The state investigators observed a Certified Nursing Assistant (CNA) on the morning of April 19, 2016, while assisting the resident "to the bathroom, without closing the door to the bathroom or the resident's room. The resident was on the commode with her pants down around her ankles. The Certified Nursing Assistant "gave the resident the call light and asked her if she would call her when finished. The resident stated, 'Yes.' The CNA left the bathroom, but did not close the bathroom door or room door upon exiting."
Three minutes later, "the resident pulled the call light cord." The CNA "returned, assisted the resident in a standing position and provided peri-care, without closing the doors to the resident's room and bathroom."
The investigator then interviewed the Director of Nursing about the standards of practice and expectation "regarding the residents on the commode and the doors to the resident's room to the bathroom." The Director replied, "I expect them to be shut for privacy." The investigator asked, "if a resident was on a commode with both the outside room and door to the bathroom ajar, would that be an acceptable practice?" The Director replied, "No."
In a summary statement of deficiencies dated April 21, 2016, a state investigator noted the nursing home's failure to "ensure infection control measures were consistently implemented to reduce the potential for the spread of infection in the facility." The investigators saw evidence of the failure "to ensure staff changed soiled gloves and washed hands between dirty and clean tasks during and after incontinent care." It was noted that "a contaminated peri-wash bottle was disinfected between residents to prevent cross-contamination and potential infection."
The deficient practice by the nursing staff involved two residents "who required assistance with incontinent care. The failed practice had the potential to affect twenty-two residents who required assistance with incontinence care."
The survey team also documented the facility's failure "to ensure staffs' hair was contained during incontinent care and while assisting with meals to prevent potential cross-contamination" involving residents "who required assistance with incontinent care. The failed practice has the potential to affect twelve residents who required assistance with eating and twenty-two residents who required assistance with incontinent care."
The nursing home also failed to "ensure multi-resident-use glucometers were disinfected between use on different residents to prevent the potential spread for infection." This deficient practice involved one resident "who received blood glucose monitoring with the glucometer. This failed practice had the potential to affect nineteen residents who received blood sugar checks."
The nursing home also failed to "ensure staff washed hands between providing nail care and administering eye drops and a failure to ensure a tissue was provided for each eye during the installation of eye drops to prevent potential eye infection."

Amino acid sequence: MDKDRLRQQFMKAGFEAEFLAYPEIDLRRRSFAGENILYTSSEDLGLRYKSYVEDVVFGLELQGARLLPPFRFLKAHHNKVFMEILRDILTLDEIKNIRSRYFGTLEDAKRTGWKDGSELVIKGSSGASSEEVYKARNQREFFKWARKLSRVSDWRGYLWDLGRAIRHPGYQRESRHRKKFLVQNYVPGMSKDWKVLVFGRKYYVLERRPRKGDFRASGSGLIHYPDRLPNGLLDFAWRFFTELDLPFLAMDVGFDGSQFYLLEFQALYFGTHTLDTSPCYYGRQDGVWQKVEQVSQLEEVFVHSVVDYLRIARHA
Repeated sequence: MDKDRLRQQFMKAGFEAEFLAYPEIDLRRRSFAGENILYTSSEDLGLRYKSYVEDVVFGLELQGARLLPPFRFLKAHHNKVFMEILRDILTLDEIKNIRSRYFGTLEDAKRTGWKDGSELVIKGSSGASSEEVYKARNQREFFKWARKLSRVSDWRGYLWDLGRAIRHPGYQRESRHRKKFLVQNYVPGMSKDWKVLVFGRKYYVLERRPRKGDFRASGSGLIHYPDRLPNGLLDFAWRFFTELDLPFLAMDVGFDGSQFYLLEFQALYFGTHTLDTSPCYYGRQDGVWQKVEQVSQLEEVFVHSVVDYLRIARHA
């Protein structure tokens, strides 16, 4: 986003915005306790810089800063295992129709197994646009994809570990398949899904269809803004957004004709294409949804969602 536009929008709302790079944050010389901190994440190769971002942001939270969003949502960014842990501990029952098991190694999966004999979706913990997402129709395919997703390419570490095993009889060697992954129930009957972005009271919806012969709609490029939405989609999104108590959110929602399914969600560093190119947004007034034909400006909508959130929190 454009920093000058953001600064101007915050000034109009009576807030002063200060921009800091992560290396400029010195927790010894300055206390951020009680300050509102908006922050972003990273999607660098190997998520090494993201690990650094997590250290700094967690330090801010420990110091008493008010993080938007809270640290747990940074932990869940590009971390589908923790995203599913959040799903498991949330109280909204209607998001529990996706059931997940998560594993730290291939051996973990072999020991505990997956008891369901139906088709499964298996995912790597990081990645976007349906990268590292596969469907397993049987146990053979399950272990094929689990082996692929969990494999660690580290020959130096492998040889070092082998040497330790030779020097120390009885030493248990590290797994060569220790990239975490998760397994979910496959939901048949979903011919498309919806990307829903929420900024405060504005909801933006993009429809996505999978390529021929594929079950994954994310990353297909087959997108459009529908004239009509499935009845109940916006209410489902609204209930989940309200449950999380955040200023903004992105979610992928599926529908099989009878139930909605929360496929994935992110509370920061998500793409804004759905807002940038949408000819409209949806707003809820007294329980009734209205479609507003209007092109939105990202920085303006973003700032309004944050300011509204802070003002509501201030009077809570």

The investigators also documented the facility's failure "to ensure a bedside commode bucket and splashguard were thoroughly cleaned before being stored to prevent the potential spread of infection." This failed practice "has the potential to affect two residents who used a bed commode."
If you have suspicions that your loved one was injured or harmed while living at Highland Court Health and Rehabilitation Center, contact the Arkansas nursing home abuse lawyers at Nursing Home Law Center at (800) 926-7565 for help. Our network of attorneys fights aggressively on behalf of Searcy County victims of mistreatment living in long-term facilities including nursing homes in Marshall. Our reputable attorneys working on your behalf can successfully resolve your nursing home abuse victim case against the facility and staff members that caused your loved one harm. Contact us now to schedule a free case review to discuss how to obtain justice and obtain monetary recovery. Let us fight aggressively on your behalf to ensure your rights are protected.
We accept every case concerning wrongful death, nursing home abuse, and personal injury through a contingency fee agreement. This arrangement postpones the requirement to make a payment to our network of attorneys until after we have successfully resolved your claim for compensation through a negotiated out of court settlement or jury trial award. We offer every client a "No Win/No-Fee" Guarantee. This promise ensures that you will owe us nothing if we cannot obtain compensation on your behalf. Let our attorneys begin working on your behalf today to ensure your family receives adequate compensation from those who caused your harm. All information you share with our law offices will remain confidential.Sources